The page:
Robin Iida was my best friend growing up. Basically until I met Scott. We both got married in our early 20's (my dad walked her down the aisle; she was my only non-sister bridesmaid) and our paths diverged, but from about 1rst grade until college we were kindred spirits (our preferred Anne of Green Gables term for friendship). We met because Robin's aunt lived across the road from my family in Herndon, Virginia, and our moms became friends at a pivotal time. Pivotal, because Robin's dad died that year, and my family absorbed hers into a circle of four families that created a little community of shared faith, geographic proximity, carpools to the same small Christian school and church and Pioneer Girls' group. Robin was two years ahead of me but we were the oldest girls; the other two families started with boys. So, friends. That friendship deepened into kindred-spirit-quality though untold numbers of slumber parties, books passed back and forth as we both loved to read, forts built in the woods, paths explored, dress-up and imagination and drama, sewing and crafts (who remembers decoupage and counted cross stitch?), camps, vacations, homework.
Robin died on Friday. She was 59. She had a sudden hemorrhage in her brain from a burst aneurysm, one of those 1 in ten thousand kind of rare events that upends a life. The initial bleed occurred the prior Saturday; we got messages during the party Abby's parents threw for her and Luke. We were able to go see Robin and family in the ICU in Washington DC the next day and in spite of all she had been through she opened her eyes in surprise at my voice. We prayed for her. By Monday she was off the ventilator and whisper-talking, and through the week as we flew back to Uganda we all had great hope. But on Friday a second and larger bleed occurred, and in spite of high levels of care, she died. Her community now will remember her for her four wonderful young adult children, her three and one-on-the-way darling grandchildren, her marriage, the musical gifts she shared with her church and other groups, the international students to whom she gave a home, her active role in making this world a better place. But I have been thinking of the earlier part of her life, and the unique gift of her friendship.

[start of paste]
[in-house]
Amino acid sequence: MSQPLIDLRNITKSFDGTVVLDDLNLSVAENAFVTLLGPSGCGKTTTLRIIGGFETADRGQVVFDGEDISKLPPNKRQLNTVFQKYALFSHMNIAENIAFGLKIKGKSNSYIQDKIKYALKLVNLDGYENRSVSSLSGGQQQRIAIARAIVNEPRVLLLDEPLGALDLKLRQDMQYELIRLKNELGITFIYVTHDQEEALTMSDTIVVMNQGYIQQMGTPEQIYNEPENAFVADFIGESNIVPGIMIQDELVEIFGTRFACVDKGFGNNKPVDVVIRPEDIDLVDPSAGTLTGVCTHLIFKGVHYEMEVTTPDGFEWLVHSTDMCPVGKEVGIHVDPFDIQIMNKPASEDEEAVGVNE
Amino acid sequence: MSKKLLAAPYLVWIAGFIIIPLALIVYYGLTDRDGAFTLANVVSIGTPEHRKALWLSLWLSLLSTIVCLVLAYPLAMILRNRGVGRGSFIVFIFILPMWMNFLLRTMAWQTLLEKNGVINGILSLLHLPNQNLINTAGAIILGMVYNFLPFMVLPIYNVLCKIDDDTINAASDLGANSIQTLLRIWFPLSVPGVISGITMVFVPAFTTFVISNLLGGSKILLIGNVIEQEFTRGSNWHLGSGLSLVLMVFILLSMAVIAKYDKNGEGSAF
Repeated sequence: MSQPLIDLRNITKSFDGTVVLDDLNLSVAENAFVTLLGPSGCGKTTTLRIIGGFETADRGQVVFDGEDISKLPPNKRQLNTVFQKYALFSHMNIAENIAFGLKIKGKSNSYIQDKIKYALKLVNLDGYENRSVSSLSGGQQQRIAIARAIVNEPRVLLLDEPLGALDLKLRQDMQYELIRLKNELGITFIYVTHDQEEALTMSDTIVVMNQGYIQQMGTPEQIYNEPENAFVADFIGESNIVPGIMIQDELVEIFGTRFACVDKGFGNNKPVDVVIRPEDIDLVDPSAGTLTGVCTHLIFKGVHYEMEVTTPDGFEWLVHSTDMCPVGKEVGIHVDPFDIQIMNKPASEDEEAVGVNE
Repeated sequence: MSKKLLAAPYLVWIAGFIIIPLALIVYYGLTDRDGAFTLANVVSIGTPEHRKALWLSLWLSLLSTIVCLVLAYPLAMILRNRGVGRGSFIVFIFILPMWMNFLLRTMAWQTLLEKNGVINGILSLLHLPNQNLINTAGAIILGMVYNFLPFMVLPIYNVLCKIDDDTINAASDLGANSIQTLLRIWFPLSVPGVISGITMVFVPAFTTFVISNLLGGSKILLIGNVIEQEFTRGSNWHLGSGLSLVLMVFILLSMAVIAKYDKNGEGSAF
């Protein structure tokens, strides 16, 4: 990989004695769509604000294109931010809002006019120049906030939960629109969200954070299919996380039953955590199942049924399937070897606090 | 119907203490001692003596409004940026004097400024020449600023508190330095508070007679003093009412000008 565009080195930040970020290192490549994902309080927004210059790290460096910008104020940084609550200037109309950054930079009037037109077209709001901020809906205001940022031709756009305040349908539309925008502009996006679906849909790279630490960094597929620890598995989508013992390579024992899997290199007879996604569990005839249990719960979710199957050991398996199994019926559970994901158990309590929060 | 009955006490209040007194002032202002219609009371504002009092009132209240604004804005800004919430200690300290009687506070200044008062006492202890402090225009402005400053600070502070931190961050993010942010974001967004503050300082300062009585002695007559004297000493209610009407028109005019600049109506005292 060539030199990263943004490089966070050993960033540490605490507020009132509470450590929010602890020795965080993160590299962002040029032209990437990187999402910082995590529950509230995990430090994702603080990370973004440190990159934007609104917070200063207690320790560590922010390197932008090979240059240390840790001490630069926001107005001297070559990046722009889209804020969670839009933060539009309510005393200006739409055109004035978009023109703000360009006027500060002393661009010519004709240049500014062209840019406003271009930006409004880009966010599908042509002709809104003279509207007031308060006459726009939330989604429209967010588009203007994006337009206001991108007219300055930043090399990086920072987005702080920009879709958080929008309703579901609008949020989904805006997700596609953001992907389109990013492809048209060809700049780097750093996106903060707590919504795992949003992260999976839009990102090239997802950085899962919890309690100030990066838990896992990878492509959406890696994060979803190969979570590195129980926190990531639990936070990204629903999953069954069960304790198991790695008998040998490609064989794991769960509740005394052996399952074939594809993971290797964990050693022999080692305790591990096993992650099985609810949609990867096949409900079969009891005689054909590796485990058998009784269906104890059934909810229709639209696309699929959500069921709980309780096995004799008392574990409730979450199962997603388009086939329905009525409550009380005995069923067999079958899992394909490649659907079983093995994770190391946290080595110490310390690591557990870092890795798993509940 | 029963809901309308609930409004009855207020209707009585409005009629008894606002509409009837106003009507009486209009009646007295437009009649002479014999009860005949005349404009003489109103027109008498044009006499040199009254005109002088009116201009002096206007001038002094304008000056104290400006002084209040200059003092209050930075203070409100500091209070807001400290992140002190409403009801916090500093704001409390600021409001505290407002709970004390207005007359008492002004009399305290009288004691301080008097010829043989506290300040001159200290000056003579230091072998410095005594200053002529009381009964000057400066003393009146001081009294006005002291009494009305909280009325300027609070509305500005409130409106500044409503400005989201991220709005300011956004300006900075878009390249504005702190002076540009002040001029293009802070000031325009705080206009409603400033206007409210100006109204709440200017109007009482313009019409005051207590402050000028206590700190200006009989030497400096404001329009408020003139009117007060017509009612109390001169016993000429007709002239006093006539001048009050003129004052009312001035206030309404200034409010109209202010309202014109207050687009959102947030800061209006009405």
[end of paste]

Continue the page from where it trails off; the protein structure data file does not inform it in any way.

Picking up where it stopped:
And if I had to sum up that gift in two words, I think it would be smiling grit.